East Coast Commuters Facing Slippery Start to Work Week

The White House grounds are blanketed in snow in Washington, early Monday, Jan. 25, 2016. East Coast residents who made the most of a paralyzing weekend blizzard face fresh challenges as the workweek begins: slippery roads, spotty transit service mounds of snow, and closed schools and government offices. (AP Photo/Carolyn Kaster)
The White House grounds are still blanketed in snow, early Monday. (AP Photo/Carolyn Kaster)

East Coast residents who made the most of a paralyzing weekend blizzard face fresh challenges as the workweek begins: slippery roads, spotty transit service and mounds of snow that buried cars and blocked sidewalk entrances.

For many, the weekend extends into Monday because of closed schools and government offices. Officials were cautioning against unnecessary driving, even as they expected some commuter trains to be delayed or canceled.

New York City emerged from a massive blizzard, while snowy gridlock gripped the Washington and surrounding areas, where federal, state and local offices planned to remain closed on Monday.

Midtown Manhattan sprang back to life on a bright and sunny Sunday as residents and tourists rejoiced in the warming sunlight, digging out buried cars and cavorting in massive drifts left by New York City’s second-biggest snowstorm on record.

In Washington, where a traffic ban remained in effect, the recovery got off to a slower start, with the entire metropolitan transit system closed through Sunday. The U.S. Office of Personnel Management said federal government offices in the Washington area would be shut down on Monday, along with local government offices and public schools in the District of Columbia and its Maryland and Virginia suburbs. Virginia and Maryland state offices also were ordered closed.

The storm dropped snow from the Gulf Coast to New England, with near-record snowfalls tallied from Washington, D.C. to New York City. At least 31 people have died as a result of the snowstorm. The deaths occurred in car accidents, from carbon monoxide poisoning, and from heart attacks while shoveling snow.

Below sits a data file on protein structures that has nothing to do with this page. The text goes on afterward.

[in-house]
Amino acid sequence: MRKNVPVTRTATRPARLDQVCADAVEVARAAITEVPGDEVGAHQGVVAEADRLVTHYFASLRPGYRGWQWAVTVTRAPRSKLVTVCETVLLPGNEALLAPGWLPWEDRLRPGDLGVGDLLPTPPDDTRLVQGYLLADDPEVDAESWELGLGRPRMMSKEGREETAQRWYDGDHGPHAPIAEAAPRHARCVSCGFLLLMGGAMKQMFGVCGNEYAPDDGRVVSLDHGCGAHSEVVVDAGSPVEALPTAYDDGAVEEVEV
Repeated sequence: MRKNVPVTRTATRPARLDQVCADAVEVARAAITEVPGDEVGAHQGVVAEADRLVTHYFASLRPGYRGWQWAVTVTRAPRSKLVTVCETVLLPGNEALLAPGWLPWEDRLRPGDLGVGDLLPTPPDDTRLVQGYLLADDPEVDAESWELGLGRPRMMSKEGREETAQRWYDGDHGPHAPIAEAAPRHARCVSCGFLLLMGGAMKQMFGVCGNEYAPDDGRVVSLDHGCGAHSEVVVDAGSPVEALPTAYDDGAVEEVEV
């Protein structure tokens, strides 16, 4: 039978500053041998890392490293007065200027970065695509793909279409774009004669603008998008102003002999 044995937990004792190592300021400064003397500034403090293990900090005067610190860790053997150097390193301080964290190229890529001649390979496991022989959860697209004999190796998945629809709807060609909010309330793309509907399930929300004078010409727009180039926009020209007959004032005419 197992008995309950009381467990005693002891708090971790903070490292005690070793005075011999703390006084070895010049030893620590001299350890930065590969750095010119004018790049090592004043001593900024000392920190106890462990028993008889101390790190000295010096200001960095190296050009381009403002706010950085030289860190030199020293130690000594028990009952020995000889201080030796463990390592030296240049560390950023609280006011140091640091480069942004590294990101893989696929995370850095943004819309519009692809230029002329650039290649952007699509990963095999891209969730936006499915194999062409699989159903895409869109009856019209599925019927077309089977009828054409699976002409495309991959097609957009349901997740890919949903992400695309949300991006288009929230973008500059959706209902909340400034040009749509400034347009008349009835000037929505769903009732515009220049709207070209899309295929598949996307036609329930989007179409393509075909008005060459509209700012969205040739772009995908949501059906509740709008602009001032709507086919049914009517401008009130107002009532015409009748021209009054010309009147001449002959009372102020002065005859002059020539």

The entire region seemed to breathe a sigh of relief that the worst was over.

“We still have some areas that we have to do a lot more work on. But we’ve come through it pretty well,” New York Mayor Bill de Blasio said to ABC News on Sunday. “We think we’ll be broadly up and running again at the city tomorrow.”

New York’s transit authority said partial service on the Long Island Rail Road was restored on three of its 12 branches and diesel train service was operating on three other branches. The problems were due to switches and tracks that were refrozen overnight due to low temperatures. New York City subways, buses and Metro-North Railroad service were operating on a normal schedule Monday.

The Metro-North rail line, which serves suburbs north and east of New York City, was restored on Sunday afternoon.

A spokeswoman for the New York Stock Exchange said the market planned to open as usual on Monday. City schools also were set to open on Monday.

The National Weather Service said 22.4 inches fell in Washington at the National Zoo, and Baltimore-Washington International Airport notched a record 29.2 inches. The deepest regional total was 42 inches at Glengarry, West Virginia.

Washington, which has a poor track record in dealing with snow, seemed unready for a return to its Monday routine after its largest snowstorm in decades, with major airports, public buses and subways completely shut down all Sunday.

Washington Mayor Muriel Bowser earlier issued a public apology for commuting headaches caused by the blizzard, which locals dubbed “Snowzilla.” She said crews had worked all night and Sunday, plowing main roads and were just getting to secondary roadways and neighborhoods.

Public schools were slated to be closed on Monday across much of the Washington and Baltimore region, with some shuttered through Tuesday.

All federal offices were to be closed on Monday and the U.S. House of Representatives canceled its voting until Feb. 1. The Pentagon canceled all its events.

More than 3,900 airline flights were canceled on Sunday, and some 900 were called off for Monday, according to aviation site FlightAware.com.

Among New York-area airports, John F. Kennedy International, Newark Liberty and LaGuardia were open, with limited flight activity expected on Sunday, the Port Authority of New York and New Jersey said.

About 150,000 customers in North Carolina and 90,000 in New Jersey lost electricity during the storm, but most service had been restored by Sunday afternoon.